“(Australian Prime Minister, Scott) Morrison and his like have dared attack Novak to bring Serbia to its knees. Novak has always shown that he comes from a proud nation,” he said.

“This has nothing to do with sports, this is a political agenda. Novak is the best player and the best athlete in the world, but several hundred million people from the West can’t stomach that,” he added.

The decision to house Djokovic in that facility puts a spotlight on how Australia treats its asylum seekers – which already appeared to be less than ideal.

Djokovic is a hero in Serbia

“If they are willing to treat Novak Djokovic in such a way, when they know the world is watching, imagine what they are willing to do when they know the world isn’t,” tweeted Gareth Icke, in a tweet that got 8,900 likes.

The idea might have been to make Djokovic so uncomfortable, that he would leave Australia without taking the issue to court. But Djokovic survived Nato bombings during the breakup of Yugoslavia as a child, and seems to have the wherewithal to survive the discomfort of this prison-like setting.

Another issue is that taking a vaccine clearly does not protect someone from acquiring the virus, nor does it prevent someone from spreading it. Keir Starmer, the UK Opposition Leader, is fully vaccinated and caught the virus late last year. Later he took the booster shot. And yet this week he has contracted the disease yet again.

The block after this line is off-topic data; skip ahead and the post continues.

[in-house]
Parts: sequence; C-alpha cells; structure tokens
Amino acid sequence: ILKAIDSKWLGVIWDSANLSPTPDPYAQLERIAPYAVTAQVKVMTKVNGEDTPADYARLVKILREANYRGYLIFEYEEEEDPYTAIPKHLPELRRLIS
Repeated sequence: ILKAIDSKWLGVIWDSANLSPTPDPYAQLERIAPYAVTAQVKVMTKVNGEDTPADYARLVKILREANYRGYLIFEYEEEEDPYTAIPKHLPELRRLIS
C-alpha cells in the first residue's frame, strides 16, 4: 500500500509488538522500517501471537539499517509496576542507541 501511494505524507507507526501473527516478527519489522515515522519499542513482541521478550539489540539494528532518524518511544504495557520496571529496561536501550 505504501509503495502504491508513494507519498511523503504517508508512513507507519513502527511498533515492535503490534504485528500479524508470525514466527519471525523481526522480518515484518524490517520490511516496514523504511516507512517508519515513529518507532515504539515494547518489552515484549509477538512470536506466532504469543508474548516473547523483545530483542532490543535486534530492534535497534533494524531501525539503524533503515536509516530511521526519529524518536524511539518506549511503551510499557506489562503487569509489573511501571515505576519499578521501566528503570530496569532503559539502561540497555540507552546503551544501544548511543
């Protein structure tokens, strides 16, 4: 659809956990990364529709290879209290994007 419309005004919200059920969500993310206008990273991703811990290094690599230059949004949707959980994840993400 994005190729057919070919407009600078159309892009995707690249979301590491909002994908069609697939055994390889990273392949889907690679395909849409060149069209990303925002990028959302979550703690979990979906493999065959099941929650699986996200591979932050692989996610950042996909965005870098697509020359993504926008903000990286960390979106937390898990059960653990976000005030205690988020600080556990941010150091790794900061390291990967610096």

Presumably, the vaccines have prevented him from going to hospital or dying – so far at least.

So, if Djokovic has already had the virus, what extra risk is he brining into Australia, when compared with other vaccinated tennis players? It could be said that he may be increasing his own risk of catching the disease (debateable if we look at Starmer) and of possibly dying from it. But he is one of the fittest people on Earth, and takes great care with his diet and exercise regime, to ensure that his body is in peak condition.

If the only real extra danger for Djokovic not taking the vaccine is Djokovic himself, why is it so important for him to be vaccinated – particularly when he has probably already had the disease.

France has already said that Djokovic can come to defend his title at this years French Open

France has already said that vaccinated or not, Djokovic will be welcomed to participate in the French Open later this year.

Meanwhile, however this turns out for Djokovic and Australia Open fans, there is a chance that media attention will now fall on Australian asylum seekers like Mehdi Ali, so that perhaps he will be able to celebrate his 25th birthday as a free man.

“I’ve never seen so many cameras, so much attention. I hope Novak Djokovic learns about our situation here, and I hope he speaks about it,” Ali told The Guardian.

A protest outside the Park Hotel in Melbourne